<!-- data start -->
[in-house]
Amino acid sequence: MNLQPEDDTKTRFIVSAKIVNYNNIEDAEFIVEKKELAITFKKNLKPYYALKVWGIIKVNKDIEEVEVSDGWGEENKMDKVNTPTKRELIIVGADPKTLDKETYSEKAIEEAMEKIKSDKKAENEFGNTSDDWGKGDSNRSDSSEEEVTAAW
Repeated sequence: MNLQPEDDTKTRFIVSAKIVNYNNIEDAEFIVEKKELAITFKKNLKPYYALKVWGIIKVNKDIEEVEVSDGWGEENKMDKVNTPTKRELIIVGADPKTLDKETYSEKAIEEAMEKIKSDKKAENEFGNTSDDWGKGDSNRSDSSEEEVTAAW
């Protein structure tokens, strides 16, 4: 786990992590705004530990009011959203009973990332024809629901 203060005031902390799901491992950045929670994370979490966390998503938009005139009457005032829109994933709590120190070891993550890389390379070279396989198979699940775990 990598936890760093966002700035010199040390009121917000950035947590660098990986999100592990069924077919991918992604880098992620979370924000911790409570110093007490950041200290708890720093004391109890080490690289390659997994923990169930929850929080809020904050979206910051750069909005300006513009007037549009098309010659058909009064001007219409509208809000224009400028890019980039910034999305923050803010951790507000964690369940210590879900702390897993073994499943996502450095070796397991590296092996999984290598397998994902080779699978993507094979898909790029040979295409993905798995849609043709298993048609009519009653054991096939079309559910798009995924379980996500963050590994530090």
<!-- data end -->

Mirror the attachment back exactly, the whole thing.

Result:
[in-house]
Amino acid sequence: MNLQPEDDTKTRFIVSAKIVNYNNIEDAEFIVEKKELAITFKKNLKPYYALKVWGIIKVNKDIEEVEVSDGWGEENKMDKVNTPTKRELIIVGADPKTLDKETYSEKAIEEAMEKIKSDKKAENEFGNTSDDWGKGDSNRSDSSEEEVTAAW
Repeated sequence: MNLQPEDDTKTRFIVSAKIVNYNNIEDAEFIVEKKELAITFKKNLKPYYALKVWGIIKVNKDIEEVEVSDGWGEENKMDKVNTPTKRELIIVGADPKTLDKETYSEKAIEEAMEKIKSDKKAENEFGNTSDDWGKGDSNRSDSSEEEVTAAW
């Protein structure tokens, strides 16, 4: 786990992590705004530990009011959203009973990332024809629901 203060005031902390799901491992950045929670994370979490966390998503938009005139009457005032829109994933709590120190070891993550890389390379070279396989198979699940775990 990598936890760093966002700035010199040390009121917000950035947590660098990986999100592990069924077919991918992604880098992620979370924000911790409570110093007490950041200290708890720093004391109890080490690289390659997994923990169930929850929080809020904050979206910051750069909005300006513009007037549009098309010659058909009064001007219409509208809000224009400028890019980039910034999305923050803010951790507000964690369940210590879900702390897993073994499943996502450095070796397991590296092996999984290598397998994902080779699978993507094979898909790029040979295409993905798995849609043709298993048609009519009653054991096939079309559910798009995924379980996500963050590994530090």